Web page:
For every true lover of music, it has been a months-long countdown that has permeated every aspect of the media. Splashed across the headlines of countless websites, newspapers, and the cover of Spin magazine (not to mention the vast multiple page spread), the 20th anniversary of Nirvana’s classic Nevermind and the subsequent re-release (someone has to keep food on the table for Courtney Love) came a couple of weeks ago in late September. As a fan, I celebrated with the proper festivities – donning flannel and blasting “In Bloom” to the point where even my “house music only” roommate knew the tune. However, with all the fuss over this milestone of what might be the greatest album of the 90’s, the same milestone of another great album seems to have been overlooked – Red Hot Chili Pepper’s Blood Sugar Sex Magik.
The Chili Peppers released Blood Sugar Sex Magik on September 24th, 1991 and it went on to sell over 15 million copies worldwide and produce many hit singles for the Peppers – increasing their popularity to such a point of contention that guitarist John Frusciante quit due to his inability to deal with the fame. Produced by Rick Rubin and recorded in a mansion once owned by Harry Houdini, the music dealt with themes such as death, lust, relationships and leader singer and songwriter Anthony Kiedis’ struggle with drug abuse. While continuing with the funk-style that characterizes much of their work, Frusciante and bassist Flea also dove into a more simplistic method when it came to composing their songs – something different from the more metal riffs of the previous Peppers album and what would come to be their style for years to come. From the bare philosophy of “Give It Away” to the underrated “I Could Have Lied” many consider it the Pepper’s best work to date (myself included).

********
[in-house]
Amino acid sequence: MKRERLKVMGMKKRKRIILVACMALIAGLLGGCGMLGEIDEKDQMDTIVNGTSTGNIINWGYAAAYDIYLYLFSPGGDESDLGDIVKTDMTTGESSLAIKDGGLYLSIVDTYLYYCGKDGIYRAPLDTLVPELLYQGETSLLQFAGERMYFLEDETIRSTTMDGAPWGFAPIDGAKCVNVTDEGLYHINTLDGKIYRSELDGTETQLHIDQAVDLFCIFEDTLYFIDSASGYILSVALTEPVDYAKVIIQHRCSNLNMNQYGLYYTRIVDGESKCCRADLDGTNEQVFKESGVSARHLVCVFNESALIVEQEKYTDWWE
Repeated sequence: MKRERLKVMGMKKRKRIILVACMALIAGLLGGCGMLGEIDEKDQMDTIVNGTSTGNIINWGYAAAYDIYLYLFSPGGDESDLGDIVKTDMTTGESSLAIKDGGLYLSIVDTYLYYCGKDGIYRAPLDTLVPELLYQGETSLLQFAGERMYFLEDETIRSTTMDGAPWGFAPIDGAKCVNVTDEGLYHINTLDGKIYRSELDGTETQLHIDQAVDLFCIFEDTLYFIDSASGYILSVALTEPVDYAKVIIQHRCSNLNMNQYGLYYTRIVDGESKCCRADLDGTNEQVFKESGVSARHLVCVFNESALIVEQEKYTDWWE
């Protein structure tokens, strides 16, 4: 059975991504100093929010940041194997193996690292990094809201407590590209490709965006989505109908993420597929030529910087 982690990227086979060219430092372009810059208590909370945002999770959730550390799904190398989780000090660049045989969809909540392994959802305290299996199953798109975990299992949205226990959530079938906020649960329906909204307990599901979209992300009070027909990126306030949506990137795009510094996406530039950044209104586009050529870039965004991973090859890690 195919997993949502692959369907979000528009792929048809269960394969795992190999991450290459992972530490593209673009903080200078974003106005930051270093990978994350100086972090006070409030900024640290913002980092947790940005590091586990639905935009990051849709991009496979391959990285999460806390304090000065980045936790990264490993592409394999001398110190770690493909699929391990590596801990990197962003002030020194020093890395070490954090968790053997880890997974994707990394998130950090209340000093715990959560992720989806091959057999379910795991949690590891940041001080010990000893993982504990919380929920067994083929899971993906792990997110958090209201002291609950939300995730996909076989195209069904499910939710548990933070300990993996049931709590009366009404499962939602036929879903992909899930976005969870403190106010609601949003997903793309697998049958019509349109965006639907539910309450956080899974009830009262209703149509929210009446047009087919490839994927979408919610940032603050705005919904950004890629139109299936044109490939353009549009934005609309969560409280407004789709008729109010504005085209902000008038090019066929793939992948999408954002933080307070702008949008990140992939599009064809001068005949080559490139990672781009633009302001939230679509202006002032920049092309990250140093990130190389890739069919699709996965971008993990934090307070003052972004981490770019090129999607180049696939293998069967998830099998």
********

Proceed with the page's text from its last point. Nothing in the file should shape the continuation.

Very rarely do such influential albums come out ever but for two to come out in the same week is pretty astounding. The biggest irony involving Nevermind and Blood Sugar Sex Magik? The eerie similarity of the Pepper’s “Under The Bridge” and Nirvana’s “Something In the Way”. Both written by songwriters Kiedis and Kurt Cobain, they each dealt with the extreme experience of having no other home than highway overpasses- for Kiedis this was due to his drug addiction while Cobain had run away from home (although this was later denied). Each has music and tone that reflects a trouble psyche and are, in all senses, hauntingly beautiful.
In his biography Scar Tissue, there are scenes that Kiedis recalls meeting Cobain and comments how talented he was but how troubled as well. It is interesting to reflect now, twenty years later, the different paths each of these bands and their members have traveled on and how far off the fame that is cemented for them today was. There is one thing for sure though – the ability of these albums to last only serves to emphasize how truly great they are.
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